In a photo provided by the Michigan Office of the Governor, Michigan Gov. Gretchen Whitmer addresses the state during a speech in Lansing, Mich., Thursday, Oct. 8, 2020. The governor delivered remarks addressing Michiganders after the Michigan Attorney General, Michigan State Police, U.S. Department of Justice, and FBI announced state and federal charges against 13 members of two militia groups who were preparing to kidnap and possibly kill the governor. (Michigan Office of the Governor via AP)
FBI thwarted plot to kidnap Michigan governor
02:04 - Source: CNN
CNN  — 

A federal magistrate ruled Friday that five men will stand trial in connection with the alleged plot to kidnap Michigan Gov. Gretchen Whitmer.

Brandon Caserta, Adam Fox, Kaleb Franks, Ty Garbin and Daniel Harris were charged with conspiracy to kidnap.

US Magistrate Judge Sally Berens said that there was ample evidence of probable cause and bound them over for trial.

During the preliminary hearing, Fox’s attorney, Helen Nieuwenhuis, and Garbin’s attorney, Gary Springstead, questioned FBI Special Agent Richard Trask about the actions of the armed extremist group.

He testified that he heard discussion of the plot to kidnap Whitmer before President Donald Trump’s tweet in mid-April saying “LIBERATE MICHIGAN!”

Springstead, as he questioned Trask, said his client felt he didn’t need to storm the Capitol because he believed the state government would “collapse on its own.” The attorney mentioned multiple plots the group discussed that he said never materialized into anything.

Assistant US Attorney Nils Kessler said the men had crossed a line.

“They were definitely taking it seriously. They didn’t just surveil (the governor’s homes) once,” he said.

Authorities have said the men were planning to kidnap the governor from a vacation home and blow up a bridge to delay law enforcement, but they were arrested first.

Attorney denies client said he wanted to kill Whitmer

According to Nieuwenhuis, Fox wasn’t present for a meeting where an informant recorded conversations in which he referred to Fox’s beliefs, saying “He is all about killing (the governor).”

The attorney said Fox did not say that.

Friday morning’s proceeding was a continuation of a preliminary and bond hearing from earlier this week.

Fox waived his right to a bond hearing while Garbin was denied bail.

It was unclear whether Harris, Caserta and Franks were in court for the hearing.

A sixth defendant, Barry Croft, is awaiting extradition from Delaware to Michigan.

Total of 14 people charged so far

Eight people have been charged with state offenses, according to the Michigan attorney general’s office.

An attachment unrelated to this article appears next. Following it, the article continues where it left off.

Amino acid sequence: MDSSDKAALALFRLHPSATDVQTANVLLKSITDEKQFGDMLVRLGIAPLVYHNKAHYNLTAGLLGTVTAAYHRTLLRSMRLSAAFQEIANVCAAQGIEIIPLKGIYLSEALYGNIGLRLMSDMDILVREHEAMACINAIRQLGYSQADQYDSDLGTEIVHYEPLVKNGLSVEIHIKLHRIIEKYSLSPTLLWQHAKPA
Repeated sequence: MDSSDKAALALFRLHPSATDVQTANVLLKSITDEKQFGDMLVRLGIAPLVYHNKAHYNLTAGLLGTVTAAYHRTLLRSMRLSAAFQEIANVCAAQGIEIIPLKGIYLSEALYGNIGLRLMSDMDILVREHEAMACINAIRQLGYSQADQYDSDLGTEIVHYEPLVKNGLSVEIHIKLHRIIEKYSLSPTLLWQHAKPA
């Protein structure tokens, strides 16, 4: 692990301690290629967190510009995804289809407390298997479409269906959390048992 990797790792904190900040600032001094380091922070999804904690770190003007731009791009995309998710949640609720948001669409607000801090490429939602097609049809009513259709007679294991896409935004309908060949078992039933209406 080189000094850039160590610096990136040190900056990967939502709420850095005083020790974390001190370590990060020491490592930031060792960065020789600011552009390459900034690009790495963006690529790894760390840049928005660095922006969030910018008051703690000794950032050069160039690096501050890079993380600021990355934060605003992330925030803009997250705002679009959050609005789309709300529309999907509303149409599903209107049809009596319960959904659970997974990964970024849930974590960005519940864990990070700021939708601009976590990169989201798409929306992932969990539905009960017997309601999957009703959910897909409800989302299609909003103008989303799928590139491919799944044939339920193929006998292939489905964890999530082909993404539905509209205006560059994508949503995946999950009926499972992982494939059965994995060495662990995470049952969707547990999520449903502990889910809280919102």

Brian Higgins, 51, of Wisconsin Dells, Wisconsin, has been charged with material support of an act of terrorism for his “alleged participation in a plan of domestic terrorism that included storming the Michigan Capitol building and harming government officials,” Attorney General Dana Nessel’s office said in a Thursday news release.

Seven other people, all associated with the extremist group Wolverine Watchmen, were charged by the state of Michigan last week.

“While the political rhetoric in our nation may at times be divisive, I am encouraged by the united front our law enforcement community has displayed in response to this indescribable act of terror,” Nessel said.

“These were very credible and very serious threats to our elected officials and the public in general, and the swift actions taken by state and federal authorities this past week are nothing short of heroic,” she said.

Higgins has been charged with “material support or resources to a terrorist organization,” according to the arrest warrant.

Higgins is thought to have “provided material support and resources in the furtherance of terrorist acts,” according to the affidavit.

Higgins provided his night-vision goggles for surveillance of Whitmer’s vacation home and used a dash camera in his vehicle to record the surveillance “to aid in kidnapping plans,” the affidavit said.

Those charged in Michigan last week are suspected of attempting to identify the addresses of law enforcement officers “in order to target them,” Nessel said after those arrests.

They “made threats of violence intended to instigate a civil war, and engaged in planning and training for an operation to attack the capitol building of Michigan and to kidnap government officials, including the governor of Michigan,” Nessel said.

CNN is trying to determine whether Higgins has an attorney.

Higgins and seven other individuals were charged with a total of 20 state felony charges filed by Nessel.

If convicted, Higgins faces up to 20 years in jail for the act of terrorism charge.

Higgins was arrested in Wisconsin on Thursday and will be extradited to Michigan, according to the news release.

CNN’s Sheena Jones and Theresa Waldrop contributed to this report.